The U.S. economy shrank at a 0.7% pace in the second quarter, the government said on Sept. 30 in its final revision for gross domestic product, offering more evidence of recovery from recession.
The figure was better than last month's estimate of a 1% drop in economic output, and stronger than the average estimate of private economists calling for a 1.2% annualized pace of decline.
The report appeared to confirm that the world's biggest economy was emerging from its long recession and rebounding from a hefty 6.4% decline in the first quarter of 2009.
The latest GDP report showed consumer spending, the main driver of economic activity, fell at a 0.9% pace, one-tenth of a point better than in last month's estimate.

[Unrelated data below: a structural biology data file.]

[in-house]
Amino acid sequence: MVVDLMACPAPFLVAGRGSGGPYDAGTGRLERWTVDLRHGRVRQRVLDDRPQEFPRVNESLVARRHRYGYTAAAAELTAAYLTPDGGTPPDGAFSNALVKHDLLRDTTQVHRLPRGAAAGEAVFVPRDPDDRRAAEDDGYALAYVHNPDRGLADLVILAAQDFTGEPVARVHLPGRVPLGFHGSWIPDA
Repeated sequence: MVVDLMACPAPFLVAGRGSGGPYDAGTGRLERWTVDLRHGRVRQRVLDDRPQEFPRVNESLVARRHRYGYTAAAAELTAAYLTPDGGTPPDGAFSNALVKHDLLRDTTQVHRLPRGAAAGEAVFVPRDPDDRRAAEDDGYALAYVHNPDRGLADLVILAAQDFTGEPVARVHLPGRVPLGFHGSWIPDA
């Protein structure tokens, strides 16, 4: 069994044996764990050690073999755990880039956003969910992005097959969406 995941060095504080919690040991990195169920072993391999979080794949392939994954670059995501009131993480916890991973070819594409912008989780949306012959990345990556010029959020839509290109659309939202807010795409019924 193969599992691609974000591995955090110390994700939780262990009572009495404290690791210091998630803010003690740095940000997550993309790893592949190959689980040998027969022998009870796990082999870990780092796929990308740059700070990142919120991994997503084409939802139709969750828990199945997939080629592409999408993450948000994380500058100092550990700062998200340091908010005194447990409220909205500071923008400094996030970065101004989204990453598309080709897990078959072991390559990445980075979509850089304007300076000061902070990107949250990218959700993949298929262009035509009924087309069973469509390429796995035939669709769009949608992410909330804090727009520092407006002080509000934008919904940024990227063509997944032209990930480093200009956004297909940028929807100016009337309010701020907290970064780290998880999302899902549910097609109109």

One key factor in the GDP drop was a drawdown in inventories as businesses curbed production in the face of uncertain conditions. The inventory adjustment subtracted 1.42 percentage points from GDP in the second quarter.
Stripping out inventories, real final sales -- which some economists say is a good indication of the pace of activity -- showed a 0.7% increase in the quarter.
One of the main drags on activity came from housing -- investment in residential activity decreased 23.3% in the quarter, reflecting the deep slump in home building.
Federal government spending helped make up some of the decline, increasing 11.4% in the second quarter. State and local government consumption expenditures were up 3.9%.
Copyright Agence France-Presse, 2009